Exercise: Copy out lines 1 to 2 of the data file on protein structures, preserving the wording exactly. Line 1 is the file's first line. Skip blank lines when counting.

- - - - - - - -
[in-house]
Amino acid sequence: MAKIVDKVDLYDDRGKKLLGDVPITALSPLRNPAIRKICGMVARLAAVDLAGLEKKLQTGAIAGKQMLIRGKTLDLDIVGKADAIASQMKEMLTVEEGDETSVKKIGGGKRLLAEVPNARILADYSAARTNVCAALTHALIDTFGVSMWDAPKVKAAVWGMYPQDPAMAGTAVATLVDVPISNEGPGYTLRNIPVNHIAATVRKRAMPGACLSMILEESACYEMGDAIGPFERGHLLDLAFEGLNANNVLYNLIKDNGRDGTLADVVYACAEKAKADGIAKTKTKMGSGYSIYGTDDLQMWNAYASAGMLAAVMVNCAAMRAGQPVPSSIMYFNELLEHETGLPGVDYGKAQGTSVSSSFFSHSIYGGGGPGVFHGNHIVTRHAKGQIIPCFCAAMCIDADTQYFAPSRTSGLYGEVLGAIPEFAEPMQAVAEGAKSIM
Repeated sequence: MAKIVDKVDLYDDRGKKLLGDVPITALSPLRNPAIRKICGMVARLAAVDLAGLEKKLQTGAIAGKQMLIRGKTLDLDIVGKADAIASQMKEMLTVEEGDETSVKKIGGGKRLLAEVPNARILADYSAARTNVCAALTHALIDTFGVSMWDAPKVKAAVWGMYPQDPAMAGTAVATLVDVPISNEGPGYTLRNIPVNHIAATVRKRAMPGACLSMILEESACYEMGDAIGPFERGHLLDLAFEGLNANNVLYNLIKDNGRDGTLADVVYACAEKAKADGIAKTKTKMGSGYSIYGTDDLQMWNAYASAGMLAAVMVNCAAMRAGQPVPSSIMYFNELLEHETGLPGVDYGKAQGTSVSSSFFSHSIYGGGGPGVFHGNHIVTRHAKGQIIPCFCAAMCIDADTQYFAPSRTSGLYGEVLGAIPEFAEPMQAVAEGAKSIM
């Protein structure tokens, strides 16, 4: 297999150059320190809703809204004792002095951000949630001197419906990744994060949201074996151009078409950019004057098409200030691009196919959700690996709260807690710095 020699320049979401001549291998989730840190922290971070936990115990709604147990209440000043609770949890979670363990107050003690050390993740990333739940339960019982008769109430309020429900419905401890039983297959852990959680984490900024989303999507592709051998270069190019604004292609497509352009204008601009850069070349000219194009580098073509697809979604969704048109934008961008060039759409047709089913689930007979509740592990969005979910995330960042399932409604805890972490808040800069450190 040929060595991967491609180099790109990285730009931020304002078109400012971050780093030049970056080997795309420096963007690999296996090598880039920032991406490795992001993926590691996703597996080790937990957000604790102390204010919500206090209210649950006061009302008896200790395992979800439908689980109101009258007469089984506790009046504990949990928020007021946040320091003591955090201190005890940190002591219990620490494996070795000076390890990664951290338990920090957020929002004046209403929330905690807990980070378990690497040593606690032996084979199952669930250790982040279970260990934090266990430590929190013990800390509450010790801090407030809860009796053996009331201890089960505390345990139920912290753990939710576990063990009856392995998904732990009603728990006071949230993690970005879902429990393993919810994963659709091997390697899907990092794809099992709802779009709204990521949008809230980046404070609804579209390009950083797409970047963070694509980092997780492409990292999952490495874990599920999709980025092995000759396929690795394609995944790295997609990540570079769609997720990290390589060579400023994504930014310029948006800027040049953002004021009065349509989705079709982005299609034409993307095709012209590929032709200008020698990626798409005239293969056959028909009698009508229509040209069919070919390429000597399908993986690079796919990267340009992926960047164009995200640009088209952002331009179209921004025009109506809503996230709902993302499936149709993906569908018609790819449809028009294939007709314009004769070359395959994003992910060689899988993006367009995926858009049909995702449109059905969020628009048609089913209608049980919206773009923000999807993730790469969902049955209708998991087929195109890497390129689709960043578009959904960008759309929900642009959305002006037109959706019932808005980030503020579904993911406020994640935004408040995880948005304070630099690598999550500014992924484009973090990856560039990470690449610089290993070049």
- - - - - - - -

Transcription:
[in-house]
Amino acid sequence: MAKIVDKVDLYDDRGKKLLGDVPITALSPLRNPAIRKICGMVARLAAVDLAGLEKKLQTGAIAGKQMLIRGKTLDLDIVGKADAIASQMKEMLTVEEGDETSVKKIGGGKRLLAEVPNARILADYSAARTNVCAALTHALIDTFGVSMWDAPKVKAAVWGMYPQDPAMAGTAVATLVDVPISNEGPGYTLRNIPVNHIAATVRKRAMPGACLSMILEESACYEMGDAIGPFERGHLLDLAFEGLNANNVLYNLIKDNGRDGTLADVVYACAEKAKADGIAKTKTKMGSGYSIYGTDDLQMWNAYASAGMLAAVMVNCAAMRAGQPVPSSIMYFNELLEHETGLPGVDYGKAQGTSVSSSFFSHSIYGGGGPGVFHGNHIVTRHAKGQIIPCFCAAMCIDADTQYFAPSRTSGLYGEVLGAIPEFAEPMQAVAEGAKSIM